mp3File = (MP3File)AudioFileIO.read(file);
        } catch (Exception e) {
            e.printStackTrace();
        }

        Tag tag = mp3File.getTag();
        System.out.println("artist: " + tag.getFirst(FieldKey.ARTIST));

        ID3v1Tag id3v1Tag = mp3File.getID3v1Tag();
        System.out.println("ID3v1 artist: " + id3v1Tag.getFirst(FieldKey.ARTIST));

        AbstractID3v2Tag id3v23Tag = mp3File.getID3v2Tag();
        System.out.println("ID3v2.3 artist: " + id3v23Tag.getFirst(ID3v23Frames.FRAME_ID_V3_ARTIST));
        AbstractID3v2Frame id3v23Frame = id3v23Tag.getFirstField(ID3v23Frames.FRAME_ID_V3_ARTIST);
        System.out.println("ID3v2.3 encoding: " + id3v23Frame.getEncoding());

        ID3v24Tag id3v24Tag = mp3File.getID3v2TagAsv24();
        System.out.println("ID3v2.4 artist: " + id3v24Tag.getFirst(ID3v24Frames.FRAME_ID_ARTIST));
        AbstractID3v2Frame id3v24Frame = id3v24Tag.getFirstField(ID3v24Frames.FRAME_ID_ARTIST);
        System.out.println("ID3v2.4 encoding: " + id3v24Frame.getEncoding());

        byte[] rawData = id3v23Frame.getRawContent();
        System.out.println("analyzing " + rawData.length + " bytes of raw ID3v2.3 artist data:");
        String isoText = new String(rawData, Charset.forName("ISO-8859-1"));
        String utfText = new String(rawData, Charset.forName("UTF-8"));
        for (int i = 0; i < rawData.length; ++i) {
            char singleByte = (char)rawData[i];
            char utfChar = '\0';
            try {
                utfChar = utfText.charAt(i);
            } catch (StringIndexOutOfBoundsException exception) {
            }
            System.out.println("ID3v2 artist raw byte #" + String.format("%02d", i+1) + ": " +
                    String.format("%5d", (int)singleByte) + "\t\thex: " +
                    String.format("%8s", Integer.toHexString(singleByte)) + "\t\tISO: " +
                    isoText.charAt(i) + "\t\tUTF: " + utfChar);
        }
    }
}

The program's output is this:

artist: Sinéad O'Connor
ID3v1 artist: Sinéad O'Connor
ID3v2.3 artist: Sinéad O'Connor
ID3v2.3 encoding: ISO-8859-1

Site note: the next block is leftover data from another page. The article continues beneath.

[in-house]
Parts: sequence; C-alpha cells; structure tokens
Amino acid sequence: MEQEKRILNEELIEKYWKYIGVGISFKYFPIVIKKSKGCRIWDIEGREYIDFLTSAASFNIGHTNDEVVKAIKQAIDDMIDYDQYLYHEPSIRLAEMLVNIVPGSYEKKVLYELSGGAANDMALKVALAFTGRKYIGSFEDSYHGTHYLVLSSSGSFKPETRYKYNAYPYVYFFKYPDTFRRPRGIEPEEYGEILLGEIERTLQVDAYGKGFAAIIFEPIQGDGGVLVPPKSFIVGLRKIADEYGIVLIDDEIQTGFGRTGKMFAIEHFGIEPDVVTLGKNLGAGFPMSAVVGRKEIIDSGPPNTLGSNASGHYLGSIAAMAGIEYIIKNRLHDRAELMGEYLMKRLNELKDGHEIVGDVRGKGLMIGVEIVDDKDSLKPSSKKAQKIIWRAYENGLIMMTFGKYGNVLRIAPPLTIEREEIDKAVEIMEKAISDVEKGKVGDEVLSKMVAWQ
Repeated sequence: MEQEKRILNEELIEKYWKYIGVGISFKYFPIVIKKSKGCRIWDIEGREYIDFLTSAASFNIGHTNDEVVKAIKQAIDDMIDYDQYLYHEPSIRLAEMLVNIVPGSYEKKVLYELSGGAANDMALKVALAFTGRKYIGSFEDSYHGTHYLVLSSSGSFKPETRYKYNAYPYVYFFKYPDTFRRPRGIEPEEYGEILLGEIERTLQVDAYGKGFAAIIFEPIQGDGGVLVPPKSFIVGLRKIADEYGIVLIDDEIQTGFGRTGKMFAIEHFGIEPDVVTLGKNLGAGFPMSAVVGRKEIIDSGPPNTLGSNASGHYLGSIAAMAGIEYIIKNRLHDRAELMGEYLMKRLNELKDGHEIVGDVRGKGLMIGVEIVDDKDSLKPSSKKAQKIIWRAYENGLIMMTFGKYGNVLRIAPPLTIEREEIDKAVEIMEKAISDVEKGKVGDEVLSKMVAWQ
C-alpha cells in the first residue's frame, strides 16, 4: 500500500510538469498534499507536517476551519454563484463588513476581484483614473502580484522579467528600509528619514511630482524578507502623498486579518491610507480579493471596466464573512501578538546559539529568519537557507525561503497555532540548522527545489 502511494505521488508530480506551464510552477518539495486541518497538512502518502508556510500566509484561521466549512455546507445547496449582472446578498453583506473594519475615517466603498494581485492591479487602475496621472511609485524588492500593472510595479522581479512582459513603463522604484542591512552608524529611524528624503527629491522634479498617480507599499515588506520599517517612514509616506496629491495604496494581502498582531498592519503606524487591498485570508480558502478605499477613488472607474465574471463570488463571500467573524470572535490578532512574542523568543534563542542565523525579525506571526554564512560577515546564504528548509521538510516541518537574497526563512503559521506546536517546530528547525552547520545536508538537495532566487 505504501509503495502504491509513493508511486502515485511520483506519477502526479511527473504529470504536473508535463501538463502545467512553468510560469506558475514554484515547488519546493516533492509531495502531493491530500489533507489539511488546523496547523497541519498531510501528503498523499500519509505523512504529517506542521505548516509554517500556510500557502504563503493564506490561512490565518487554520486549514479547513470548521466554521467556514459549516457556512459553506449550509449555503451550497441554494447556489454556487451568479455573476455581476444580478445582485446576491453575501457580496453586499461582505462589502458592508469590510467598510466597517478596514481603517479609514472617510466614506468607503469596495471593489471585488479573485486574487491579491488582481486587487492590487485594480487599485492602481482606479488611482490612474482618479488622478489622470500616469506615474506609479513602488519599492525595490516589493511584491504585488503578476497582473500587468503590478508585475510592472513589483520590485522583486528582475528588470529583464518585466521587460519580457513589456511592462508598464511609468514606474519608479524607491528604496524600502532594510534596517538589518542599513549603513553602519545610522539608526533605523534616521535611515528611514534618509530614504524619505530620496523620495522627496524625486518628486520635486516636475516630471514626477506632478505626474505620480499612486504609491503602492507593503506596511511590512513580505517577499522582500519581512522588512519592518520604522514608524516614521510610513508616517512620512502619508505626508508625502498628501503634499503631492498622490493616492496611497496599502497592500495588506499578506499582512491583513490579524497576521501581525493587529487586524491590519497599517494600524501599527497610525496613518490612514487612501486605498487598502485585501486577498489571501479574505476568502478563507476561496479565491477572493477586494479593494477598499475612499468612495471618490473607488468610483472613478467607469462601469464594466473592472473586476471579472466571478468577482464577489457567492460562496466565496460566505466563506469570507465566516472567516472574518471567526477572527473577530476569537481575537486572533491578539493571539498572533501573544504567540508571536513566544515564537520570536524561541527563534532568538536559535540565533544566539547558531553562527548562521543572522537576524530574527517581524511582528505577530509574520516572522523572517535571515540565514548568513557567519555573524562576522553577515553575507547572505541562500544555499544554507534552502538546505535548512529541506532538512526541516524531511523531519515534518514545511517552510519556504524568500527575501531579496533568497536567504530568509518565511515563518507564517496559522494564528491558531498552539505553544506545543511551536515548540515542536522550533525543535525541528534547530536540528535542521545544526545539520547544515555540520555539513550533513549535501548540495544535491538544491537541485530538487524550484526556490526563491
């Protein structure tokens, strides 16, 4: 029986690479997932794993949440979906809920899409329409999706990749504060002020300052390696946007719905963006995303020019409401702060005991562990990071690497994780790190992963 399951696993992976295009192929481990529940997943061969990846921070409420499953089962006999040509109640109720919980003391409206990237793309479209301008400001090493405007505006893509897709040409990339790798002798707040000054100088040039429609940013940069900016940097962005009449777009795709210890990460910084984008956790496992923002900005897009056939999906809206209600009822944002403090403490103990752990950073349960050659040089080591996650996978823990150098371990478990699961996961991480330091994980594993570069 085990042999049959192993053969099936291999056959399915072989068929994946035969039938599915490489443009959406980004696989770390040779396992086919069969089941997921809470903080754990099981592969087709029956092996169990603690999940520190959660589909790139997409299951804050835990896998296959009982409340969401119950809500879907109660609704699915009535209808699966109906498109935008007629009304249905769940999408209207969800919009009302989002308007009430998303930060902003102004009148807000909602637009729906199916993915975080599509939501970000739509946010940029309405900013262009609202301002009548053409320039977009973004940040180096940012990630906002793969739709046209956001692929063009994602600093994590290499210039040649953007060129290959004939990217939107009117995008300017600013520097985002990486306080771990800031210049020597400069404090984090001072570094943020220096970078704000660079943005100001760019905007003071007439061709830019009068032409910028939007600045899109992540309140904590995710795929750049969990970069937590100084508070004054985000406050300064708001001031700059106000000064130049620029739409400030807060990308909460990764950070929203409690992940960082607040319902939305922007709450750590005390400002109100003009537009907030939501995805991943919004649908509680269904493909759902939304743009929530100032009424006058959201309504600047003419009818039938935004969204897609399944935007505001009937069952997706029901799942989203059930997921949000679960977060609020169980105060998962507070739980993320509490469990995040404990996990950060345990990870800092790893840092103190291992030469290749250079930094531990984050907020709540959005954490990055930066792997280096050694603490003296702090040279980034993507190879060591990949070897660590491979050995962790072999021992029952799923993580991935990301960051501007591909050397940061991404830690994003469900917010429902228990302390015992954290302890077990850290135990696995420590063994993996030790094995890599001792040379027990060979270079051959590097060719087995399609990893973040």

ID3v2.4 artist: Sinéad O'Connor
ID3v2.4 encoding: ISO-8859-1
analyzing 27 bytes of raw ID3v2.3 artist data:
ID3v2 artist raw byte #01:    84        hex:       54       ISO: T      UTF: T
ID3v2 artist raw byte #02:    80        hex:       50       ISO: P      UTF: P
ID3v2 artist raw byte #03:    69        hex:       45       ISO: E      UTF: E
ID3v2 artist raw byte #04:    49        hex:       31       ISO: 1      UTF: 1
ID3v2 artist raw byte #05:     0        hex:        0       ISO:        UTF: 
ID3v2 artist raw byte #06:     0        hex:        0       ISO:        UTF: 
ID3v2 artist raw byte #07:     0        hex:        0       ISO:        UTF: 
ID3v2 artist raw byte #08:    17        hex:       11       ISO: �      UTF: �
ID3v2 artist raw byte #09:     0        hex:        0       ISO:        UTF: 
ID3v2 artist raw byte #10:     0        hex:        0       ISO:        UTF: 
ID3v2 artist raw byte #11:     0        hex:        0       ISO:        UTF: 
ID3v2 artist raw byte #12:    83        hex:       53       ISO: S      UTF: S
ID3v2 artist raw byte #13:   105        hex:       69       ISO: i      UTF: i
ID3v2 artist raw byte #14:   110        hex:       6e       ISO: n      UTF: n
ID3v2 artist raw byte #15: 65475        hex:     ffc3       ISO: Ã     UTF: é
ID3v2 artist raw byte #16: 65449        hex:     ffa9       ISO: ©     UTF: a
ID3v2 artist raw byte #17:    97        hex:       61       ISO: a      UTF: d
ID3v2 artist raw byte #18:   100        hex:       64       ISO: d      UTF:  
ID3v2 artist raw byte #19:    32        hex:       20       ISO:        UTF: O
ID3v2 artist raw byte #20:    79        hex:       4f       ISO: O      UTF: '
ID3v2 artist raw byte #21:    39        hex:       27       ISO: '      UTF: C
ID3v2 artist raw byte #22:    67        hex:       43       ISO: C      UTF: o
ID3v2 artist raw byte #23:   111        hex:       6f       ISO: o      UTF: n
ID3v2 artist raw byte #24:   110        hex:       6e       ISO: n      UTF: n
ID3v2 artist raw byte #25:   110        hex:       6e       ISO: n      UTF: o